When "After Virtue" was first published 25 years ago, it was immediately obvious that Alasdair MacIntyre had produced an important and highly controversial re-evaluation of contemporary moral philosophy. MacIntyre drew on more than 500 years of history to explore the causes of the current crisis in moral description and showed how attempts to ...
When "After Virtue" was first published 25 years ago, it was immediately obvious that Alasdair MacIntyre had produced an important and highly controversial re-evaluation of contemporary moral philosophy. MacIntyre drew on more than 500 years of history to explore the causes of the current crisis in moral description and showed how attempts to formulate moral principles had grown progressively more difficult in the period after the Enlightenment. With extraordinary vigour and range, MacIntyre convincingly explains what has driven moral philosophy into its current quagmire and suggests ways out of it. This edition includes a new preface in which Professor MacIntyre responds to some of the central questions raised by the first edition, and reflects on the progress or otherwise of moral philosophy in the intervening quarter-century. The status of "After Virtue" is now assured. This new edition gives us a chance to assess its impact and to reach out to a new generation of readers.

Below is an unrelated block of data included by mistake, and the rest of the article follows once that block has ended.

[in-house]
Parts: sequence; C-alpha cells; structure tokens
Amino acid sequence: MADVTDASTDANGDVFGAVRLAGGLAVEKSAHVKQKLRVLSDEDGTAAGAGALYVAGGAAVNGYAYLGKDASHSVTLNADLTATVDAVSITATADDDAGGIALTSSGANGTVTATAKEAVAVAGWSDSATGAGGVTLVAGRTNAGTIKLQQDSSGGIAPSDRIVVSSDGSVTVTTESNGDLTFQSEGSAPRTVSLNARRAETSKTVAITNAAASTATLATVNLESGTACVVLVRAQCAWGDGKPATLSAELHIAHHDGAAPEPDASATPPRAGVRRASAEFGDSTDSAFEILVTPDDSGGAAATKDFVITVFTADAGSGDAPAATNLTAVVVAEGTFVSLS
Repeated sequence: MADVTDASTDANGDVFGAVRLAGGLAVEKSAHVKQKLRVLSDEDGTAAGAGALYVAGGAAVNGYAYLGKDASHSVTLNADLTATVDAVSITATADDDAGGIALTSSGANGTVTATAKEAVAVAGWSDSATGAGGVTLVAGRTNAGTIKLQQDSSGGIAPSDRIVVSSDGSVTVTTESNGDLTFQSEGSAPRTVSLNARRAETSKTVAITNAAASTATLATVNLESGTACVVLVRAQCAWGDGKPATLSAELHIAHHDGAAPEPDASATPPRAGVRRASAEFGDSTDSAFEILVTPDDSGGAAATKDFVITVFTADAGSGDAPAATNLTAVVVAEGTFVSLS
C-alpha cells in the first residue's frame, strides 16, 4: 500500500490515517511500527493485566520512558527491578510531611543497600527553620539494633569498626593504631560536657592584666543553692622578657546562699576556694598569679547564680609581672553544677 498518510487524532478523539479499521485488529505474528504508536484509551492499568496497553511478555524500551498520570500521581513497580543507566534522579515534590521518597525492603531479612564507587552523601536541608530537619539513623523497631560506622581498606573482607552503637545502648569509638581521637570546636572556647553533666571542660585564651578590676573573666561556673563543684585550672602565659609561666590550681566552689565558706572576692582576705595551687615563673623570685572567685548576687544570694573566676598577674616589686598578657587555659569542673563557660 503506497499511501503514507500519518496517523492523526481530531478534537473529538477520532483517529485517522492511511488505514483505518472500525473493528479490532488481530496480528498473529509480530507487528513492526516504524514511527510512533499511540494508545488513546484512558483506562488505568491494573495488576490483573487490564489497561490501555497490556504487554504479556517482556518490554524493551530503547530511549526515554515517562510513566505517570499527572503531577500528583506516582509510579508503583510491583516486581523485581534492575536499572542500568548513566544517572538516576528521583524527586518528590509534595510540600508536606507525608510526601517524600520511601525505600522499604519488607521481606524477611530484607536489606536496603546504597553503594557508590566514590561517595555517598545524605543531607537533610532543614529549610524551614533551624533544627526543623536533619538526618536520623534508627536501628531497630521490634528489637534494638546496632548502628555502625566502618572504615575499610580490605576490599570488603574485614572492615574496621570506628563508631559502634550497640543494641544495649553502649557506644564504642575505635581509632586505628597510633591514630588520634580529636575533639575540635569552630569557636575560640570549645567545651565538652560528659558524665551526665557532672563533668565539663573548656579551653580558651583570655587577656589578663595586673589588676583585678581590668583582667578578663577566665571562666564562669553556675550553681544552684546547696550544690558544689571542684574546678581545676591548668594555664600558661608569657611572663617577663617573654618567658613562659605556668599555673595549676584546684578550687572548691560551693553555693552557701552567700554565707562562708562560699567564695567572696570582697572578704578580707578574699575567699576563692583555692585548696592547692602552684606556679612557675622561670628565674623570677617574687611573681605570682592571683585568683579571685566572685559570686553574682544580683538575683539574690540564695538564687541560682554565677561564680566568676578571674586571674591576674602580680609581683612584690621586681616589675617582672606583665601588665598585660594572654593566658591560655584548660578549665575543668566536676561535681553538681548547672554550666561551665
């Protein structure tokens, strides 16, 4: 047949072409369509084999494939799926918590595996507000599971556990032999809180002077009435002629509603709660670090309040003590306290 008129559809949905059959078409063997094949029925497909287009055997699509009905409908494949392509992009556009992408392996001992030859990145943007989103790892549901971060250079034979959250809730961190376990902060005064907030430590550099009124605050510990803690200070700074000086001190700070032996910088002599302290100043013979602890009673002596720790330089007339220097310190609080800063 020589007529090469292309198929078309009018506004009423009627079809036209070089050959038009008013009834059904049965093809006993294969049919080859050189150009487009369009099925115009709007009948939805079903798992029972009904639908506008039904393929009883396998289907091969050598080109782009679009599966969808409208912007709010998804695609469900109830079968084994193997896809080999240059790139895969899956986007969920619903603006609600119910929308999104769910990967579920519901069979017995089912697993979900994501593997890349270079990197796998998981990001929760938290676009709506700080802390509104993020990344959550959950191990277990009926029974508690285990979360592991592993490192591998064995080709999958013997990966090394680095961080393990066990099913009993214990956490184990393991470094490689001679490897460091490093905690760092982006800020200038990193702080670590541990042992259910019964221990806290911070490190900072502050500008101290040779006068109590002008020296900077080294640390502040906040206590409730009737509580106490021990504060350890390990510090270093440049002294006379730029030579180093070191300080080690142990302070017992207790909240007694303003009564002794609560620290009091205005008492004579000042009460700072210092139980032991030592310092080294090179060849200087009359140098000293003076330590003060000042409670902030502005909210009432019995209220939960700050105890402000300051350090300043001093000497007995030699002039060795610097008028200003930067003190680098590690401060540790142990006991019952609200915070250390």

New. 100% Money Back Guarantee. Brand New, Perfect Condition. We offer expedited shipping to all US locations. Over 3, 000, 000 happy customers. Trade paperback (US). Glued binding. 286 p. Contains: Illustrations, black & white.
New. 'The best book of philosophy in years, ' says John Gardner. Since its publication in 1981, it has been impossible for moral philosophers to write about their subject without coming to terms with MacIntyre and his provocative critique of modernity. 286 pp.
The kindest thing I can say about this book is that the writing is unduly prolix. I joined a bimonthly discussion group which had chosen this for its topic. In preparation for the third week of discussion I skipped ahead to the end of the third chapter to see what the conclusion was. I took me so long to even parse one or two of the sentences that I gave up and resigned from the group. I do not consider it my task to disentangle what the author said into what he actually meant. That is his job, not mine. I do not recommend its purchase.
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